The fibrinogen-to-albumin ratio (FAR) is a recently introduced prognostic marker for patients with coronary artery disease. The present study investigated whether the FAR is associated with clinical outcome after off-pump coronary artery bypass grafting (OPCAB).
We retrospectively reviewed 1759 patients who underwent OPCAB (median duration of follow-up, 46 months). To evaluate the association between FAR and mortality in OPCAB patients, time-dependent coefficient Cox regression analyses were used to assess the association between FAR and all-cause mortality.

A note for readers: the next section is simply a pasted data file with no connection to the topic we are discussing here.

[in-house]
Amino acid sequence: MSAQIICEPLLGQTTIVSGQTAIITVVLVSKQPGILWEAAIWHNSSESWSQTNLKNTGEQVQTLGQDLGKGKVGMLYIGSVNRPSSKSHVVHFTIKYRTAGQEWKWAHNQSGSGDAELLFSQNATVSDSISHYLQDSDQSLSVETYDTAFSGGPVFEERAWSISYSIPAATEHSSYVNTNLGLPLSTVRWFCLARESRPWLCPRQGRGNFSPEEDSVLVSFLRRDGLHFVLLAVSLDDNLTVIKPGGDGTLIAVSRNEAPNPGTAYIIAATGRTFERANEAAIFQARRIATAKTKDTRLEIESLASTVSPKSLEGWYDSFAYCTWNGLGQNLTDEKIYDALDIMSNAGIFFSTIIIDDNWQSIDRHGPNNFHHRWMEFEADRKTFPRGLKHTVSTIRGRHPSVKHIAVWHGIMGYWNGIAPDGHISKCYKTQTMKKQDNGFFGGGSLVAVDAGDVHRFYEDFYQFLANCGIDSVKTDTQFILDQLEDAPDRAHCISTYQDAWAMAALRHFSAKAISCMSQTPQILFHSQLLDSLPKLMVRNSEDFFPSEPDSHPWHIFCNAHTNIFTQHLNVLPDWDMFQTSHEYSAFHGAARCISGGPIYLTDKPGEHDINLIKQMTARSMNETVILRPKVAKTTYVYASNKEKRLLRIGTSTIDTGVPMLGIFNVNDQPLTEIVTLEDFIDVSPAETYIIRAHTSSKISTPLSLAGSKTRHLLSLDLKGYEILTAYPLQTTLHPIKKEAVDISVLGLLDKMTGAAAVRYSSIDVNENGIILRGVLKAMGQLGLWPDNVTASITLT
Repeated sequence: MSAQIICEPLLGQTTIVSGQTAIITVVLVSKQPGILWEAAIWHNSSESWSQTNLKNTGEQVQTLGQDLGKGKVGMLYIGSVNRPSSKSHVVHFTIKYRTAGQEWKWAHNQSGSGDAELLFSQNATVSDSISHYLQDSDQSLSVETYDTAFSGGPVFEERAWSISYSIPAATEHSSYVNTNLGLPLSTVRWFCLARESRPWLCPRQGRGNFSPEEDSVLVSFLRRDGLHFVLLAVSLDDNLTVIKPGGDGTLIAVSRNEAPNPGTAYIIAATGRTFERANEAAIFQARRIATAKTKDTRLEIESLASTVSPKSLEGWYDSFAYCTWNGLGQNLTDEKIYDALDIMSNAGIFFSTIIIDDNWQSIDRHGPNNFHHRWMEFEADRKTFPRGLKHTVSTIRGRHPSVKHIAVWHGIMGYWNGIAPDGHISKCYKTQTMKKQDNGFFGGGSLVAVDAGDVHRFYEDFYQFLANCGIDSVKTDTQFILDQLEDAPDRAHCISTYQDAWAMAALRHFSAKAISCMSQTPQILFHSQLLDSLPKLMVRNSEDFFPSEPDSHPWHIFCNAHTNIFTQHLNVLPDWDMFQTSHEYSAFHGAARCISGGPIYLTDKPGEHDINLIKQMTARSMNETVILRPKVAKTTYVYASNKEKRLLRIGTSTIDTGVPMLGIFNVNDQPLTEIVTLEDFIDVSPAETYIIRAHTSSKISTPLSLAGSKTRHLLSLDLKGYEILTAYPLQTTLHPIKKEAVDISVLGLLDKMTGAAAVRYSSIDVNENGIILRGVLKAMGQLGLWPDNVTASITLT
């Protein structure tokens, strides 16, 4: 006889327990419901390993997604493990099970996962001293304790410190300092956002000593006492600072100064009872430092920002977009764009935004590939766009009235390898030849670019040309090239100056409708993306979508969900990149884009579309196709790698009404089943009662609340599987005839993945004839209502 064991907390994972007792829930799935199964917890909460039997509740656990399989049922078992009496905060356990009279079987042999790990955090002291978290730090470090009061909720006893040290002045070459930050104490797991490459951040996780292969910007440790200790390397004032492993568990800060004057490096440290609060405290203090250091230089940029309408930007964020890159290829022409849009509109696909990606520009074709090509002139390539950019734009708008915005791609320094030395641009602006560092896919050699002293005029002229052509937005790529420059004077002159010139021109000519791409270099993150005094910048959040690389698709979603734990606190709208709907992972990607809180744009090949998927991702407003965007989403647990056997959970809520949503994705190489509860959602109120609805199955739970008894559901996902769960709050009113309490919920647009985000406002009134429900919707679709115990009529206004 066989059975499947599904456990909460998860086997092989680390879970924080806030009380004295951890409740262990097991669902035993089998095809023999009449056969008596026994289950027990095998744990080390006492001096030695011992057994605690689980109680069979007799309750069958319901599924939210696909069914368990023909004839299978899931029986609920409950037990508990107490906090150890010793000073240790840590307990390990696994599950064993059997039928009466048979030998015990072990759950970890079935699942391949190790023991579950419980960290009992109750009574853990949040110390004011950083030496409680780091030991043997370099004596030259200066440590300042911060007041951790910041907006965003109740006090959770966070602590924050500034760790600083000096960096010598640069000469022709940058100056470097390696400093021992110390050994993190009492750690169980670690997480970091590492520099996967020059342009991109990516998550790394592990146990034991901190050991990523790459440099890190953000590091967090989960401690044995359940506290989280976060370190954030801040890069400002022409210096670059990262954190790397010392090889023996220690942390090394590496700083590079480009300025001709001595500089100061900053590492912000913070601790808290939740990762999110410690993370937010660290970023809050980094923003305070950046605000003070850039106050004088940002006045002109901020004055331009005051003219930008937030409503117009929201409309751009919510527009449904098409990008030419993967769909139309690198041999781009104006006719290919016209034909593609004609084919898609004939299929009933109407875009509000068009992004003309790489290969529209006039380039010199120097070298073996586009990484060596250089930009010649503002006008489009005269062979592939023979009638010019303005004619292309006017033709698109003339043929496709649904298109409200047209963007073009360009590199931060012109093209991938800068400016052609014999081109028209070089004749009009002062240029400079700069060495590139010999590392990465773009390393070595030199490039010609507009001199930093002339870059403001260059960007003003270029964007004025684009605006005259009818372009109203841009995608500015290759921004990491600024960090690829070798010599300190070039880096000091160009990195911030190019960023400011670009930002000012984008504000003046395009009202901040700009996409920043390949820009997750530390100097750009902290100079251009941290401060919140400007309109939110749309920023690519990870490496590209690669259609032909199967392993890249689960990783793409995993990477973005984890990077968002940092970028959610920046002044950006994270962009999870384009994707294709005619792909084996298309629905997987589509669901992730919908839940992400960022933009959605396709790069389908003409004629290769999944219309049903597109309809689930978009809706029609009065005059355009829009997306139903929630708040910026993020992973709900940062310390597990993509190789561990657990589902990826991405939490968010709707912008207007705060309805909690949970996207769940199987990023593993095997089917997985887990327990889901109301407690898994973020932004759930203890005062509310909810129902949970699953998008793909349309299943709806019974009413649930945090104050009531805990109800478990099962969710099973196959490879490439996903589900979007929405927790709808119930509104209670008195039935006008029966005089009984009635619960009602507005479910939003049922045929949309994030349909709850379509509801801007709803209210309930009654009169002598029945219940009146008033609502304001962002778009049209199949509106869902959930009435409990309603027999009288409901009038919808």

In multivariable time-dependent coefficient Cox regression analyses, preoperative FAR was an independent risk factor for all-cause mortality after OPCAB (adjusted hazard ratio, 1.051; 95% confidence interval, 1.021–1.082). In the restricted cubic spline function curve of the multivariable-adjusted relationship between the preoperative FARs, a linear increase in the relative hazard for all-cause mortality was observed as the FAR increased (P = .001).
A higher FAR is associated with increased all-cause mortality after OPCAB. The preoperative FAR could be a prognostic factor for predicting higher mortality after OPCAB.